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Targeted inflation targeting: A proposal to improve the ECB monetary framework

The euro improved the credibility of monetary policy for many member states, but the downsides of not having monetary autonomy became painfully apparent during the European debt crisis. This column proposes ‘targeted inflation targeting’ as a way to improve stabilisation mechanisms in the euro area, without losing the benefits of integration. The ECB would maintain a rules-based approach that targets countries in a weaker macroeconomic position more aggressively.

At the time of its inception, the euro area was often derided by (mostly Anglo-Saxon) economists as an incomplete and sub-optimal currency area. According to its detractors, the union lacked enough private and public risk-sharing channels, and factor mobility, to justify relinquishing monetary sovereignty (e.g. Eichengreen 1992). After a decade of apparent success, both in the convergence of living standards and in the stabilisation of monetary aggregates, these gloomy views appeared vindicated by the 2010-12 crisis and the ensuing slow recovery. It is widely considered that, while the euro improved the credibility of monetary policy in many member states that had previously been relying on frequent depreciations to maintain competitiveness, it may have done so at the expense of sorely needed monetary autonomy in crucial times. Is there a way to improve stabilisation mechanisms in the euro area, while preserving the trade-enhancing and institutional benefits of integration afforded by the common currency?

I suggest it would be possible for the ECB to fine-tune some of its monetary policy tools in a way more tailored to the situation of each country, without permanent transfers and while remaining fully independent of national governments. The framework, which I label ‘targeted inflation targeting’, would require the ECB to adapt monetary and credit conditions across member states, while preserving the fluidity of cross-border payments and the unity of the common market. It aims at improving the tailoring of monetary policy to asymmetric shocks, while preserving the credibility benefits of rules-based interventions, and maintaining long-term neutrality and commitment to no fiscal transfers.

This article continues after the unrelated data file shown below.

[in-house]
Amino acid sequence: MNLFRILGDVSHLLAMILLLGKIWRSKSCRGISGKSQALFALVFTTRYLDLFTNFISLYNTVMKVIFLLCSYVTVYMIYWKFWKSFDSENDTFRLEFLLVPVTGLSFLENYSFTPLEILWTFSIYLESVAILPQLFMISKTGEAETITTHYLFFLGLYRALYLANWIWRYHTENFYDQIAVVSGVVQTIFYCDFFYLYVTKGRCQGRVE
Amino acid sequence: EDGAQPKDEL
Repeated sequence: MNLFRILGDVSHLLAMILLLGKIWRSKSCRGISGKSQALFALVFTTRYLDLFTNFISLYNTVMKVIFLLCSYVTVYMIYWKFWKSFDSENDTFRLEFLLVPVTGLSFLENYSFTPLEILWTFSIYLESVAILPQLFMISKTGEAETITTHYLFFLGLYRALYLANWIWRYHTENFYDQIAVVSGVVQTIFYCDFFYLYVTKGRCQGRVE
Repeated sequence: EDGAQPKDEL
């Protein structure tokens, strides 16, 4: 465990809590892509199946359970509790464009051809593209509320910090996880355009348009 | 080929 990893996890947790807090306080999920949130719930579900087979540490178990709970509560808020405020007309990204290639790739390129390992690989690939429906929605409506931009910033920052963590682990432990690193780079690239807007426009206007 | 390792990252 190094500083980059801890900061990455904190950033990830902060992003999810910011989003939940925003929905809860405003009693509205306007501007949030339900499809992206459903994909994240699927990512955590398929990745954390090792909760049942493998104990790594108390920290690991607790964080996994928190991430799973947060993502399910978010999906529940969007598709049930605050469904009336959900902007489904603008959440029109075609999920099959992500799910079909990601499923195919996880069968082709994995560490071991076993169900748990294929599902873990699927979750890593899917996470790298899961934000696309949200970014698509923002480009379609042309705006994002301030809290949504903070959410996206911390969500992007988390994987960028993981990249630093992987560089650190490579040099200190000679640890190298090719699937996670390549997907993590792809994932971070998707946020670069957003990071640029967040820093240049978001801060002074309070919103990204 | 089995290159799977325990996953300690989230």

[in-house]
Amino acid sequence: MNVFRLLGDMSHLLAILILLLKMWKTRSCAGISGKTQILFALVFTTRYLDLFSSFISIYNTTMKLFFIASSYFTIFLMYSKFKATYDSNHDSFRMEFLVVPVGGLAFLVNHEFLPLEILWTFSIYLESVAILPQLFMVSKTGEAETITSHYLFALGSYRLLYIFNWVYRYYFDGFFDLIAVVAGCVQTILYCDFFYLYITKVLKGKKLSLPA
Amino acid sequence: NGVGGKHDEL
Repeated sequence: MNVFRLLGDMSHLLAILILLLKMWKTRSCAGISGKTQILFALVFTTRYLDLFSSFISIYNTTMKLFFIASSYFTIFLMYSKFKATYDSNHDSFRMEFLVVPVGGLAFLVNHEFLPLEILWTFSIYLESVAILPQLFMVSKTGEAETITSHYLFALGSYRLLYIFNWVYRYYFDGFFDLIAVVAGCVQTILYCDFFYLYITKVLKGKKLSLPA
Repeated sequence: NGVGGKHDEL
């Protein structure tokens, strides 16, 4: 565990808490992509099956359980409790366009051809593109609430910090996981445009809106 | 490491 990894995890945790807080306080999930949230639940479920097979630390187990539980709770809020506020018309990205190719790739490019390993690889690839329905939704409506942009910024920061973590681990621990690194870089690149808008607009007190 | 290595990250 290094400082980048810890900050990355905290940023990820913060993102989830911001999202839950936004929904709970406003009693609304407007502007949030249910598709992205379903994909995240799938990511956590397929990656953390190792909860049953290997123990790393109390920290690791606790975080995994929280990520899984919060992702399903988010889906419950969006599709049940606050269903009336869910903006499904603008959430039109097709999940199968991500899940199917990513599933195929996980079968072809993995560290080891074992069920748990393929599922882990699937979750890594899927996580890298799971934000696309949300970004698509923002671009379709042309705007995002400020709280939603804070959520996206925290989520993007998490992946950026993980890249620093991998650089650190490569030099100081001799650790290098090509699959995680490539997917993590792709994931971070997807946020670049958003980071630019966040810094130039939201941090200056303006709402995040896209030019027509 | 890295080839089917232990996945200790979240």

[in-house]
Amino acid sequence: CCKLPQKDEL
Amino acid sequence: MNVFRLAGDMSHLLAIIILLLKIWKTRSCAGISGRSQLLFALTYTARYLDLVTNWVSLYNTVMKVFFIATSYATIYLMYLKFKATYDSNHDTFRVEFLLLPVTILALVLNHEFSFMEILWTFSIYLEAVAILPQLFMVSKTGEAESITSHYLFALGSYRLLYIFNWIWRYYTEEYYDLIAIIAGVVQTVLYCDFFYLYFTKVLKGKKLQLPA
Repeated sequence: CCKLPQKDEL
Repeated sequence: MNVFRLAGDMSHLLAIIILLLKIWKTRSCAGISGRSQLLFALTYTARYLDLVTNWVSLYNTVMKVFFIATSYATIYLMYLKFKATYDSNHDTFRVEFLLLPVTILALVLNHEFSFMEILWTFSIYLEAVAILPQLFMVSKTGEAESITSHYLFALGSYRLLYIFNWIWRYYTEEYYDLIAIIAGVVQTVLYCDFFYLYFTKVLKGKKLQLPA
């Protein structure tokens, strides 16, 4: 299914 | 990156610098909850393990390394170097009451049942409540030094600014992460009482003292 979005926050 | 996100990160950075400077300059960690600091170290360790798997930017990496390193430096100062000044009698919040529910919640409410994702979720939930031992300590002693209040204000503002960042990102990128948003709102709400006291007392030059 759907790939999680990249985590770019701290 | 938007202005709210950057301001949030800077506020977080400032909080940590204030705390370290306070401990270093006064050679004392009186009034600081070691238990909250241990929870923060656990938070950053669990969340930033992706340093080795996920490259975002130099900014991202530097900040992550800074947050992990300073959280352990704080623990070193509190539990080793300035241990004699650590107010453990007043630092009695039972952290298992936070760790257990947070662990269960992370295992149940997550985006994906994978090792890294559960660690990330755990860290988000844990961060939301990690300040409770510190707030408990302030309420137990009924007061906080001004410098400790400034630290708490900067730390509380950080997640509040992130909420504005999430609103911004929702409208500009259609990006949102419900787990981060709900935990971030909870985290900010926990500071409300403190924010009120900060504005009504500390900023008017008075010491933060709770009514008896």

Recent debates about convergence and stabilisation of macroeconomic cycles in the euro area, embodied by the joint French-German Meseberg Declaration, have focused on the design of budget instruments to support counter-cyclical fiscal policies, such as a cross-national unemployment reinsurance scheme. Most of the public and academic discussion has centred around instruments designed to tackle crisis times, such as emergency credit lines to countries affected by large asymmetric shocks, the creation of a European deposit insurance scheme to complete the Banking Union, and a reform of the European stability mechanism (see for example the VoxEU debate opened by Bénassy-Quéré et al. 2018).

While regular outbursts of acute financial distress may occur, the true underlying weakness of the euro area lies in the medium-term divergence of productivity dynamics, wage inflation, and price competitiveness, between ‘core’ countries and ‘periphery’ economies. Large and persistent differences in the path of domestic producer price levels across euro area member states have fostered competitiveness differentials, current account imbalances, and external public and private debt accumulation, as public and private savings declined in ‘Southern’ economies without commensurate investments in export-generating tradable sectors. These misalignments, in turn, required internal devaluation and painful fiscal consolidation, given the impossibility of exchange rate adjustment when ‘sudden stops’ occurred and made the refinancing of external liabilities more difficult (e.g. Schmitt-Grohé and Uribe 2016).

Monetary policy can help in stabilising short-term demand driven fluctuations along the business cycle. A key dilemma for the ECB, however, stems from the fact that its mandate leads it to stabilise the aggregate price level in the euro area, without considering regional divergences. In the words of Farhi and Werning (2017), in a currency union, the central monetary authority optimally sets the aggregate labour wedge to zero, but is constrained to let national labour wedges diverge away from that efficient level. Indeed, in a recent paper (Levy 2018), I offer evidence that national and even regional divergences in unemployment levels are associated with diverging wage dynamics, suggesting a ‘Phillips curve’ operates at the local level as well as in the aggregate euro area (see Figure 1).

Figure 1 Hourly wage change, year-on-year (detrended) versus lagged unemployment (demeaned) in 250 NUTS-2 euro area regions

Some have argued that these divergent dynamics evidence the need to take back control of the exchange rate lever and exit the euro. Others suggested that, in the presence of price and wage stickiness, fiscal policies designed to mimic the price adjustments generated by a depreciation, such as VAT combined with payroll tax reductions, are required (Farhi et al. 2013). These reform proposals take as given the monetary authority’s objective of stabilising aggregate inflation dynamics in the euro area, and argue that it is then necessary to either exit the ‘golden straightjacket’ of the euro, or to complement it by aggressive counter-cyclical fiscal policies or risk-sharing. As a complement to the latter, I suggest that ‘targeted inflation targeting’ may help in counteracting country-specific aggregate demand shocks.